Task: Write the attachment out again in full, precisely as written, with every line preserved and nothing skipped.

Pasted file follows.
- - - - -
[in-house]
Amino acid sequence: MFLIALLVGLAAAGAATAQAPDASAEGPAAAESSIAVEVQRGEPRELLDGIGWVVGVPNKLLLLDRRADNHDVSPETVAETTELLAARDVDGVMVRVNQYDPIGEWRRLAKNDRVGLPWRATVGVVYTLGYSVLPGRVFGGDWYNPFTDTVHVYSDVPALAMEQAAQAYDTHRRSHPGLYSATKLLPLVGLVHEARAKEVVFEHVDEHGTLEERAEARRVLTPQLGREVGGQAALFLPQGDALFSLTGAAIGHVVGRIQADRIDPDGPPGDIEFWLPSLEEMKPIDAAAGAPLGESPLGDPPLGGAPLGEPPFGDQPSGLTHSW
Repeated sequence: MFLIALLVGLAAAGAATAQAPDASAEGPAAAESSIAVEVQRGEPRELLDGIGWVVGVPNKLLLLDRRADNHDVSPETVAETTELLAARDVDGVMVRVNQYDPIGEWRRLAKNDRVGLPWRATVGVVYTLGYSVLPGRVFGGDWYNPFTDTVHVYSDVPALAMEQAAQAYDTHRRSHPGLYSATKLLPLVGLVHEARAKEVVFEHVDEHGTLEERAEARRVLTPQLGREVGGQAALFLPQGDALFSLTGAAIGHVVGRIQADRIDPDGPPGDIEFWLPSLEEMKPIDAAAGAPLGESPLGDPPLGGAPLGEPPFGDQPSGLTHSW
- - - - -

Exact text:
[in-house]
Amino acid sequence: MFLIALLVGLAAAGAATAQAPDASAEGPAAAESSIAVEVQRGEPRELLDGIGWVVGVPNKLLLLDRRADNHDVSPETVAETTELLAARDVDGVMVRVNQYDPIGEWRRLAKNDRVGLPWRATVGVVYTLGYSVLPGRVFGGDWYNPFTDTVHVYSDVPALAMEQAAQAYDTHRRSHPGLYSATKLLPLVGLVHEARAKEVVFEHVDEHGTLEERAEARRVLTPQLGREVGGQAALFLPQGDALFSLTGAAIGHVVGRIQADRIDPDGPPGDIEFWLPSLEEMKPIDAAAGAPLGESPLGDPPLGGAPLGEPPFGDQPSGLTHSW
Repeated sequence: MFLIALLVGLAAAGAATAQAPDASAEGPAAAESSIAVEVQRGEPRELLDGIGWVVGVPNKLLLLDRRADNHDVSPETVAETTELLAARDVDGVMVRVNQYDPIGEWRRLAKNDRVGLPWRATVGVVYTLGYSVLPGRVFGGDWYNPFTDTVHVYSDVPALAMEQAAQAYDTHRRSHPGLYSATKLLPLVGLVHEARAKEVVFEHVDEHGTLEERAEARRVLTPQLGREVGGQAALFLPQGDALFSLTGAAIGHVVGRIQADRIDPDGPPGDIEFWLPSLEEMKPIDAAAGAPLGESPLGDPPLGGAPLGEPPFGDQPSGLTHSW